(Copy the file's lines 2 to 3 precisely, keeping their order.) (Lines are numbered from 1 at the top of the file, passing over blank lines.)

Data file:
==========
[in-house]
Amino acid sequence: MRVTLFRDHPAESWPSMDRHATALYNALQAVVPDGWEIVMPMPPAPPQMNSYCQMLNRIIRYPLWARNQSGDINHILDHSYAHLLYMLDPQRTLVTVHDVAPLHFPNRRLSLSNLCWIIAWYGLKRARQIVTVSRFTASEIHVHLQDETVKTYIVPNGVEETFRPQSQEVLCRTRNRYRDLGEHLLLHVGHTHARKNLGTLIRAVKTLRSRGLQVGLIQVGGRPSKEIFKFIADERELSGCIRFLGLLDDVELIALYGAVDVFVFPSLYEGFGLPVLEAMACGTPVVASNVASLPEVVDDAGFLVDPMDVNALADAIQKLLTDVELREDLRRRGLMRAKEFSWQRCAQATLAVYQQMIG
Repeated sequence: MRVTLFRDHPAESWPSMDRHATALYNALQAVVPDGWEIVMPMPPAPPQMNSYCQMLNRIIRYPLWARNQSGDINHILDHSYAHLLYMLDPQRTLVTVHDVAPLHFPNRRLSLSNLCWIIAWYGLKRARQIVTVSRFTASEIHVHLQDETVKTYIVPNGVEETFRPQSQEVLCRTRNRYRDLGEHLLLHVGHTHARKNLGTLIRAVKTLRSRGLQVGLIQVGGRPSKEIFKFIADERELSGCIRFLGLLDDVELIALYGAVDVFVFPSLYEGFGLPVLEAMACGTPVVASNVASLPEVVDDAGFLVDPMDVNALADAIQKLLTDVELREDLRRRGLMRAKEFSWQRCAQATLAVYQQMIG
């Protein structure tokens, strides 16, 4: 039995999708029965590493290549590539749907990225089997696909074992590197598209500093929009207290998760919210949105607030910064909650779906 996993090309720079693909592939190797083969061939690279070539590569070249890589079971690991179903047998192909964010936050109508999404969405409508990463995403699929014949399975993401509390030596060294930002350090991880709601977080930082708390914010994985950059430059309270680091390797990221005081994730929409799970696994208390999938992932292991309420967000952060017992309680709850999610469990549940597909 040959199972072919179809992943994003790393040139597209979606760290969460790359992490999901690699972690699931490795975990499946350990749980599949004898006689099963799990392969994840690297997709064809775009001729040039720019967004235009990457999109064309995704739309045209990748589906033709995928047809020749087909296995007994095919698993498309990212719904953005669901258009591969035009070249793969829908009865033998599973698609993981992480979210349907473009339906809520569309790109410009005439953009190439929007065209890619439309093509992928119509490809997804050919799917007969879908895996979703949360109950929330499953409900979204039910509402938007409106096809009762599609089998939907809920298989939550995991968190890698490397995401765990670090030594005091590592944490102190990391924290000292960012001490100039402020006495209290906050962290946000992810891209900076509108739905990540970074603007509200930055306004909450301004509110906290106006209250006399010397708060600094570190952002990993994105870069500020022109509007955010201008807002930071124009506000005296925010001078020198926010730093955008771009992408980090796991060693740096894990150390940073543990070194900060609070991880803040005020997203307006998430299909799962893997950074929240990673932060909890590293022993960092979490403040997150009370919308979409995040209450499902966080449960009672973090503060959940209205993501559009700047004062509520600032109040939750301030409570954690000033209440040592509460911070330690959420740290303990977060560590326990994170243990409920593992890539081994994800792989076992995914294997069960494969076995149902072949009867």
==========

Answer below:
Amino acid sequence: MRVTLFRDHPAESWPSMDRHATALYNALQAVVPDGWEIVMPMPPAPPQMNSYCQMLNRIIRYPLWARNQSGDINHILDHSYAHLLYMLDPQRTLVTVHDVAPLHFPNRRLSLSNLCWIIAWYGLKRARQIVTVSRFTASEIHVHLQDETVKTYIVPNGVEETFRPQSQEVLCRTRNRYRDLGEHLLLHVGHTHARKNLGTLIRAVKTLRSRGLQVGLIQVGGRPSKEIFKFIADERELSGCIRFLGLLDDVELIALYGAVDVFVFPSLYEGFGLPVLEAMACGTPVVASNVASLPEVVDDAGFLVDPMDVNALADAIQKLLTDVELREDLRRRGLMRAKEFSWQRCAQATLAVYQQMIG
Repeated sequence: MRVTLFRDHPAESWPSMDRHATALYNALQAVVPDGWEIVMPMPPAPPQMNSYCQMLNRIIRYPLWARNQSGDINHILDHSYAHLLYMLDPQRTLVTVHDVAPLHFPNRRLSLSNLCWIIAWYGLKRARQIVTVSRFTASEIHVHLQDETVKTYIVPNGVEETFRPQSQEVLCRTRNRYRDLGEHLLLHVGHTHARKNLGTLIRAVKTLRSRGLQVGLIQVGGRPSKEIFKFIADERELSGCIRFLGLLDDVELIALYGAVDVFVFPSLYEGFGLPVLEAMACGTPVVASNVASLPEVVDDAGFLVDPMDVNALADAIQKLLTDVELREDLRRRGLMRAKEFSWQRCAQATLAVYQQMIG